Spanish inquisition begins
Del Bosque has stayed calm after defeat, but he faces massive week to reignite favourites, writes Dion Fanning
Vicente Del Bosque has fought stranger fights than this. Any man who can win the European Cup twice -- even if Florentino Perez might like to take the credit -- is unlikely to be deflected by a defeat to the most unromantic of giant-killers, Switzerland.
There may be something shrill about Del Bosque's criticisms of Ottmar Hitzfeld's side. Nobody wants to watch Switzerland at the best of times and watching them in Durban was not the best of times for Del Bosque. But his complaints about the Swiss approach again sounded like self-righteous cries of the self-regarding purist. Barcelona and Arsenal like to make the same noises and they are equally pointless.
This sense of bewilderment may have led to the desperate search for scapegoats. These include the reporter girlfriend of Iker Casillas who has been accused of distracting the goalkeeper by standing behind his goal during the warm-up and interviewing him afterwards. Women, or at least the attractive ones, will have to be banned from stadiums in future to prevent a repeat of this fiasco.
Spain has been stunned by this defeat but Del Bosque is staying calm. His predecessor Luis Aragones was critical of Del Bosque's team selection, suggesting he wouldn't have selected two "defensive" midfielders Sergio Busquets and Xabi Alonso, even if the two are totally different players.
This, Aragones said, resulted in Spain moving the ball too slowly and lacking conviction. "The better team didn't win, the better organised one did."
This direct criticism of Del Bosque ignored Spain's stunning record since he took over. Spain won every game in qualification and before Wednesday had lost only once -- in the Confederations Cup to the USA -- in 48 matches.
Every World Cup begins with reference being made to a team's record in qualification and, after one game, everyone remembers the record is meaningless.
Yet the unfolding of the first full week of the tournament has shown one thing: nobody knows anything. Not yet anyway. Four years ago, Argentina started with even more conviction than they are showing now. They petered out then and in 2006 they weren't being led by a madman.
Del Bosque has had plenty of temptation to go insane but has kept his head. Aragones' criticism produced a measured reaction.
"I have nothing to say, everyone expresses their opinions. He is a well known person in this group. He has worked with them, has achieved extraordinary success at the Euros. I can only show maximum respect to their opinions."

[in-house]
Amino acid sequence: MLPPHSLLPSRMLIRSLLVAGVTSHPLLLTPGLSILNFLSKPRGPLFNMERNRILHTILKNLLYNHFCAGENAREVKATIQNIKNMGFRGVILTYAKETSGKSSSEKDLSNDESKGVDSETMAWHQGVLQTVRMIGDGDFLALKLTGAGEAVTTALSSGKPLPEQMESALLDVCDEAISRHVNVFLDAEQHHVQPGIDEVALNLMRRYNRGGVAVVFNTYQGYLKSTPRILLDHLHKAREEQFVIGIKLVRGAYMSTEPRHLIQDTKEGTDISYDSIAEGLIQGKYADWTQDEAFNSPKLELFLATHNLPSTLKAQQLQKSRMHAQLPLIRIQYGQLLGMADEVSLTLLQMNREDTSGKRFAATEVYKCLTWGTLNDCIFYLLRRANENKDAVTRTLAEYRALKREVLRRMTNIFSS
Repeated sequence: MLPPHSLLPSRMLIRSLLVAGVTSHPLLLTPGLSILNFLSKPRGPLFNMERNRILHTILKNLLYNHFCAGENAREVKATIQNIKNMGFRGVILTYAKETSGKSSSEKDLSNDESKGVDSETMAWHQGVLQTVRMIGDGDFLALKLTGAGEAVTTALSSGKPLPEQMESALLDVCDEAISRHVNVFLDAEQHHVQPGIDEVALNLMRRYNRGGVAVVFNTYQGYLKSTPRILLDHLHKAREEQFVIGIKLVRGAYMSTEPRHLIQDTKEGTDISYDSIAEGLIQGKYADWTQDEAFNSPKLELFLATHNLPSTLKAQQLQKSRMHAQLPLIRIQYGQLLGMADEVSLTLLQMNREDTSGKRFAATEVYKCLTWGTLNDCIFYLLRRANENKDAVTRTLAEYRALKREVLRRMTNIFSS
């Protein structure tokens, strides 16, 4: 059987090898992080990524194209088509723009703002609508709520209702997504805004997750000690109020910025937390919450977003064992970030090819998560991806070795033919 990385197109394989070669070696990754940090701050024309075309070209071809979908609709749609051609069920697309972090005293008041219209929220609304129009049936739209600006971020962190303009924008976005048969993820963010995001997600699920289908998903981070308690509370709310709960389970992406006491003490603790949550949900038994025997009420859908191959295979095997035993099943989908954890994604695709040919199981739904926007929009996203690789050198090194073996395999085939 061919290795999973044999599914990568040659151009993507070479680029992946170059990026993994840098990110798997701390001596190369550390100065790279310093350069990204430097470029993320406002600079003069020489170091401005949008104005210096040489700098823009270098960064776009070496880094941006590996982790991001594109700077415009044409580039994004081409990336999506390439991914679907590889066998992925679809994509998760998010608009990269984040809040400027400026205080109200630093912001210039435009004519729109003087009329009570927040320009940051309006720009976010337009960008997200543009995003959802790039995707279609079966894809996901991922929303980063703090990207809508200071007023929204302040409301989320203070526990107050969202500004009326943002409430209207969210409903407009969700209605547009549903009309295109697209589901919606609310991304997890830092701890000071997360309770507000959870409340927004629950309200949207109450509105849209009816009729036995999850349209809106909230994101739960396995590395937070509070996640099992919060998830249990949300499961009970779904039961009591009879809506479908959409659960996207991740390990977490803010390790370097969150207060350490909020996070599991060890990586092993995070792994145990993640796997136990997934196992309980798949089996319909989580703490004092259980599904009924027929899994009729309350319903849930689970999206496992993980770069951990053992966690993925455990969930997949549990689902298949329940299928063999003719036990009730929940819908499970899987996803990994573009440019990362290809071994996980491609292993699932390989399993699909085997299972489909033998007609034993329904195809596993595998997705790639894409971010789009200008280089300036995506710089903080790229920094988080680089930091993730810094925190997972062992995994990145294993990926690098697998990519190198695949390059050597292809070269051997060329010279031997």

This week will reveal how much respect the Spanish feel he is due. He was written off at Real Madrid as a middle manager, a front man standing on the sideline while Perez collected and marketed the stars. But Real's inability to collect as many trophies without him suggested he knew something his high-profile successors didn't.
He has been unassuming since succeeding Aragones, allowing the most gifted collection of players in the world to play. Spain's troubles may not be the fault of Del Bosque at all.
Andres Iniesta started on Wednesday but didn't finish while Fernando Torres began on the bench.
Iniesta's latest injury was dismissed as minor but that doesn't mean he is close to fitness. His absence for Barcelona in the Champions League was a key factor in their failure to break down Inter Milan in the Nou Camp and he is equally important to Spain.
Arsene Wenger was one who expected Spain to be too good for everyone in this tournament, but he has qualified his statement by stating that the injuries to Iniesta and Torres may yet unsettle the Spanish side.
Torres is at his most unpredictable when returning from injury. He usually take time to recover his sharpness and he hasn't started a competitive game since April. The thoroughbred motion that can make him seem not fully human and barely mortal sometimes disappears, leading to anger and frustration. Spain now need him to recover quickly.
Traditionally, Spain were unsettled by any type of expectation but victory in the European Championships seemed to have released them from that burden.
While they should be able to brush aside Honduras in Ellis Park tomorrow, Friday's meeting with Chile will be a greater test.
Chile impressed in beating Honduras and their commitment to attack matches Spain's, even if they have a coach in Marcelo Bielsa who offers a greater commitment to eccentricity.
Bielsa is said to have once stopped off in a zoo in search of inspiration and is rumoured to sleep at the Chilean FA headquarters.
But his eccentricities are in pursuit of certain standards. When Sebastian Pinera, Chile's president, described his country as "the greatest in the world", Bielsa dismissed the cant as an "outlandish lie".
Bielsa is raising expectations and his philosophy of football will be challenged by Hitzfeld in Port Elizabeth tomorrow.
Friday's game could be the most interesting in a week that promises intrigue. The tournament is already becoming unpredictable, bringing to an end the early complaints that dismissed it as boring. France's crisis has replaced Spain's and Germany are unpredictably unpredictable. Del Bosque will hope his survival skills aren't needed for a while yet.